Escorted rail holidays are usually done in small groups. Travelling as a group has its clear perks, too – especially when it comes to meeting interesting people. Liz Anderson recalls joining a group rail holiday in Iran in 2019: “There was a lady on that journey who first went to Iran in 1972 and she hadn’t been back since. The contrasts of Iran under the Shah to Iran now was so interesting. Just listening to her and the knowledge that she had – that perspective was incredible.”

Access all areas

Escorted rail trips don’t just look after you for the journey; they also sort out the transfers at the end of the line. It’s this guaranteed connectivity that makes them particularly useful if you’re interested in more far-flung destinations.
“You’ve got the opportunity to visit Scotland’s islands, such as Skye and Orkney, without the need to use the car,” Emma Greer from UK our rail specialist McKinlay Kidd explains. Escorted rail holidays add in the necessary ferries and other transfers, making sure you can see more than just the stations.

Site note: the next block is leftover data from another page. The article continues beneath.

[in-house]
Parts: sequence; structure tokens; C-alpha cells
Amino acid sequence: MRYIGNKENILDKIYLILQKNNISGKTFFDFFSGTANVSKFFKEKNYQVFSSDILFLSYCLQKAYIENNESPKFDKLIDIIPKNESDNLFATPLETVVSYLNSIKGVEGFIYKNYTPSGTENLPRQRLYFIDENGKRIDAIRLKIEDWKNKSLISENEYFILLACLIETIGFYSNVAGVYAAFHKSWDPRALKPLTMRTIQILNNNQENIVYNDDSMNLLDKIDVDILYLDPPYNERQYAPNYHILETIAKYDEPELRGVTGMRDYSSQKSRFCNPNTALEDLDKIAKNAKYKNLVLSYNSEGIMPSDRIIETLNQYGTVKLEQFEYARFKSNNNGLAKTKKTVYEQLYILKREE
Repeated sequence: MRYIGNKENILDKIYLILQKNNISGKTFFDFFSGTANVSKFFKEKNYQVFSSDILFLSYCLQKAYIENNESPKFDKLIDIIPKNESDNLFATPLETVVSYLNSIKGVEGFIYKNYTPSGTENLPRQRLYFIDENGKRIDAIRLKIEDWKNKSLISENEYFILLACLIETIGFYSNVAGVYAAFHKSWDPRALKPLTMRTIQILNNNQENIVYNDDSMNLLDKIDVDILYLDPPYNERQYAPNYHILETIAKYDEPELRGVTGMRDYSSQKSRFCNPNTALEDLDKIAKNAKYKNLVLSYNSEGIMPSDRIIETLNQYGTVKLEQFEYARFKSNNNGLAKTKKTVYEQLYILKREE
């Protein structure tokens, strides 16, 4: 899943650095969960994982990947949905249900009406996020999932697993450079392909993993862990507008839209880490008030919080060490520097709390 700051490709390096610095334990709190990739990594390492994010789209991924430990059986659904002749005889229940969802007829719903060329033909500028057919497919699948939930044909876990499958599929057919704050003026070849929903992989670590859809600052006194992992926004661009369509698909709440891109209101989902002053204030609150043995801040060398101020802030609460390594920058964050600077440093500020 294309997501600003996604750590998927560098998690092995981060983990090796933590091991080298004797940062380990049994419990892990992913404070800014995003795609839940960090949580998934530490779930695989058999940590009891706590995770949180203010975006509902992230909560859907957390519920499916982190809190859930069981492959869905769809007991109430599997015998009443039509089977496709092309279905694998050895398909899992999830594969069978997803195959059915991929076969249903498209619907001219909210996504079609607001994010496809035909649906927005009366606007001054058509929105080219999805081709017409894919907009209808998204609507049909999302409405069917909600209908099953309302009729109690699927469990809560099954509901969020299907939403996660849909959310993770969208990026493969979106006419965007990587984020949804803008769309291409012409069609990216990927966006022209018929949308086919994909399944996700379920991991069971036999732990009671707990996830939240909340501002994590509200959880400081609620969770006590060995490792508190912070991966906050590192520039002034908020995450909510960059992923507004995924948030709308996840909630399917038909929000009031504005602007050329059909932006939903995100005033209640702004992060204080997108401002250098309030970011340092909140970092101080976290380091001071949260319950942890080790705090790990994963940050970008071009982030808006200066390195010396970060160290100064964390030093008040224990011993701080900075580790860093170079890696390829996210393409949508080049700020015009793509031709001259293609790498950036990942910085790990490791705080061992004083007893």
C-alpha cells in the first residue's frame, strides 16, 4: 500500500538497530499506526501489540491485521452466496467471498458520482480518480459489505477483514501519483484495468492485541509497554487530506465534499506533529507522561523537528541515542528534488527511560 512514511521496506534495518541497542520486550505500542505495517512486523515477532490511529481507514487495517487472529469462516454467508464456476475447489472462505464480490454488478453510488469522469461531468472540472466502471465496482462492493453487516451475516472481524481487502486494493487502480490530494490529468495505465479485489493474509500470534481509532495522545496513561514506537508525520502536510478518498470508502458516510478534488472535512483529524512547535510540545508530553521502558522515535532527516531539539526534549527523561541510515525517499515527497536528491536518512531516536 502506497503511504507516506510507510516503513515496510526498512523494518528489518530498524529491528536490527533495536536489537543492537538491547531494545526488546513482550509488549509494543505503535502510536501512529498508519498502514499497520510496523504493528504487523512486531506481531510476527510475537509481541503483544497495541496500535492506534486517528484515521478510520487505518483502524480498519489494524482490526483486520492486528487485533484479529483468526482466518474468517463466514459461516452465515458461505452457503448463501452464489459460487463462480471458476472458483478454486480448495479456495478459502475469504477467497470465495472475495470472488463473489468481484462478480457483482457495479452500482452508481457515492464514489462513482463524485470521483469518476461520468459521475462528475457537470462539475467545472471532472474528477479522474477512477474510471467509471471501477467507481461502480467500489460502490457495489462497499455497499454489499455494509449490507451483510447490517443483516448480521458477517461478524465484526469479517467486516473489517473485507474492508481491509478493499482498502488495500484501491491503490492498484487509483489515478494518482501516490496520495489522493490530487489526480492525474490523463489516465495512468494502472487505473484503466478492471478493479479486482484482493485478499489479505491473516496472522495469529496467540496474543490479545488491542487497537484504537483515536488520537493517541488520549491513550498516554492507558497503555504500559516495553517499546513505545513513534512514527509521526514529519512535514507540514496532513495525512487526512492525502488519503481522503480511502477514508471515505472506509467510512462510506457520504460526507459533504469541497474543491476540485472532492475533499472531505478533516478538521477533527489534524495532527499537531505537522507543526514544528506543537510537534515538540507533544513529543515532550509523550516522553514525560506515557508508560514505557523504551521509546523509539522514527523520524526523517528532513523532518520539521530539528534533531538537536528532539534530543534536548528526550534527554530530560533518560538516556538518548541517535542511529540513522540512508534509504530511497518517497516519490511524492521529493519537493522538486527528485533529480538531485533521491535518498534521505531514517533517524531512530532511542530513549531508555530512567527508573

Look out for escorted rail holidays that put love and care into their transfers, too. “If travellers are coming into Delhi airport, we’ve got a partnership with Women with Wheels,” says Amanda Dunning from G Adventures. The company uses women drivers to transfer travellers from the airport to the start of their adventure. “Their idea stemmed from acknowledging that so many women in India don’t have the opportunity to be self-sufficient and learn basic skills like driving. This project was started to give women these essential life skills and give them a leg up in the community.”
You’ll find that escorted rail journeys don’t just look after you, they also look after the place you’re visiting.
Written by Eloise Barker
Photo credits: [Page banner: Boccaccio1] [Intro: Ramon Kagie] [A growing trend: zuhrul Islam] [Ferry: Andrew Buchanan]